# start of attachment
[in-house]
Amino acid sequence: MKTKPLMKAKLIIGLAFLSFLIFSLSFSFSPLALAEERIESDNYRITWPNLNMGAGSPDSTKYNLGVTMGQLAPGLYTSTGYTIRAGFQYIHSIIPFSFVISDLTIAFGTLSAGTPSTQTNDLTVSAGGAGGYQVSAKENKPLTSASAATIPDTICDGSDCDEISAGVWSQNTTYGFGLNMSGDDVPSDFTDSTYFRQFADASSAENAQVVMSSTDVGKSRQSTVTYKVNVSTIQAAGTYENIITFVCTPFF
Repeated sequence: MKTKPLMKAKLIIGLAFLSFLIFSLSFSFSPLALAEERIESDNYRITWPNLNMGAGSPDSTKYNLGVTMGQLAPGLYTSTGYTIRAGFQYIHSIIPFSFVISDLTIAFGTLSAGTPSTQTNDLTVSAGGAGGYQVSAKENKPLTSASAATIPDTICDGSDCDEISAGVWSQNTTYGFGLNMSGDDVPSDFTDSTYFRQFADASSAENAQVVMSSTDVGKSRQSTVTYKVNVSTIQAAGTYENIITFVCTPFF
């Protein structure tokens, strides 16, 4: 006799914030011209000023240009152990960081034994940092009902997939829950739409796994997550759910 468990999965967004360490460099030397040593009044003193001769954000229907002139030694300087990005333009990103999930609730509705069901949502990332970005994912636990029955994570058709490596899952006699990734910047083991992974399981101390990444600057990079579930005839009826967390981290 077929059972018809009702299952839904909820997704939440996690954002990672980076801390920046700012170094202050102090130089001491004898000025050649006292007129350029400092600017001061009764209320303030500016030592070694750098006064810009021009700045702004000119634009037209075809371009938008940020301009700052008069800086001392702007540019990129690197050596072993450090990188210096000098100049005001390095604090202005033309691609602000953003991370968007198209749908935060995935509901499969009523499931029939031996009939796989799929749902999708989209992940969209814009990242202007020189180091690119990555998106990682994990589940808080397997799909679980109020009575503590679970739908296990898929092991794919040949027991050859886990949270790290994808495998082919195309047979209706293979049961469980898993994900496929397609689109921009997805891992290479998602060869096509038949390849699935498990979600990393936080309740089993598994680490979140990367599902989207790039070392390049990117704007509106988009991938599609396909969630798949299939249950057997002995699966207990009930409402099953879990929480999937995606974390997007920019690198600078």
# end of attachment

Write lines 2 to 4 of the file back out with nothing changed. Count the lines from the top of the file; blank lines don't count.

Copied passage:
Amino acid sequence: MKTKPLMKAKLIIGLAFLSFLIFSLSFSFSPLALAEERIESDNYRITWPNLNMGAGSPDSTKYNLGVTMGQLAPGLYTSTGYTIRAGFQYIHSIIPFSFVISDLTIAFGTLSAGTPSTQTNDLTVSAGGAGGYQVSAKENKPLTSASAATIPDTICDGSDCDEISAGVWSQNTTYGFGLNMSGDDVPSDFTDSTYFRQFADASSAENAQVVMSSTDVGKSRQSTVTYKVNVSTIQAAGTYENIITFVCTPFF
Repeated sequence: MKTKPLMKAKLIIGLAFLSFLIFSLSFSFSPLALAEERIESDNYRITWPNLNMGAGSPDSTKYNLGVTMGQLAPGLYTSTGYTIRAGFQYIHSIIPFSFVISDLTIAFGTLSAGTPSTQTNDLTVSAGGAGGYQVSAKENKPLTSASAATIPDTICDGSDCDEISAGVWSQNTTYGFGLNMSGDDVPSDFTDSTYFRQFADASSAENAQVVMSSTDVGKSRQSTVTYKVNVSTIQAAGTYENIITFVCTPFF
């Protein structure tokens, strides 16, 4: 006799914030011209000023240009152990960081034994940092009902997939829950739409796994997550759910 468990999965967004360490460099030397040593009044003193001769954000229907002139030694300087990005333009990103999930609730509705069901949502990332970005994912636990029955994570058709490596899952006699990734910047083991992974399981101390990444600057990079579930005839009826967390981290 077929059972018809009702299952839904909820997704939440996690954002990672980076801390920046700012170094202050102090130089001491004898000025050649006292007129350029400092600017001061009764209320303030500016030592070694750098006064810009021009700045702004000119634009037209075809371009938008940020301009700052008069800086001392702007540019990129690197050596072993450090990188210096000098100049005001390095604090202005033309691609602000953003991370968007198209749908935060995935509901499969009523499931029939031996009939796989799929749902999708989209992940969209814009990242202007020189180091690119990555998106990682994990589940808080397997799909679980109020009575503590679970739908296990898929092991794919040949027991050859886990949270790290994808495998082919195309047979209706293979049961469980898993994900496929397609689109921009997805891992290479998602060869096509038949390849699935498990979600990393936080309740089993598994680490979140990367599902989207790039070392390049990117704007509106988009991938599609396909969630798949299939249950057997002995699966207990009930409402099953879990929480999937995606974390997007920019690198600078």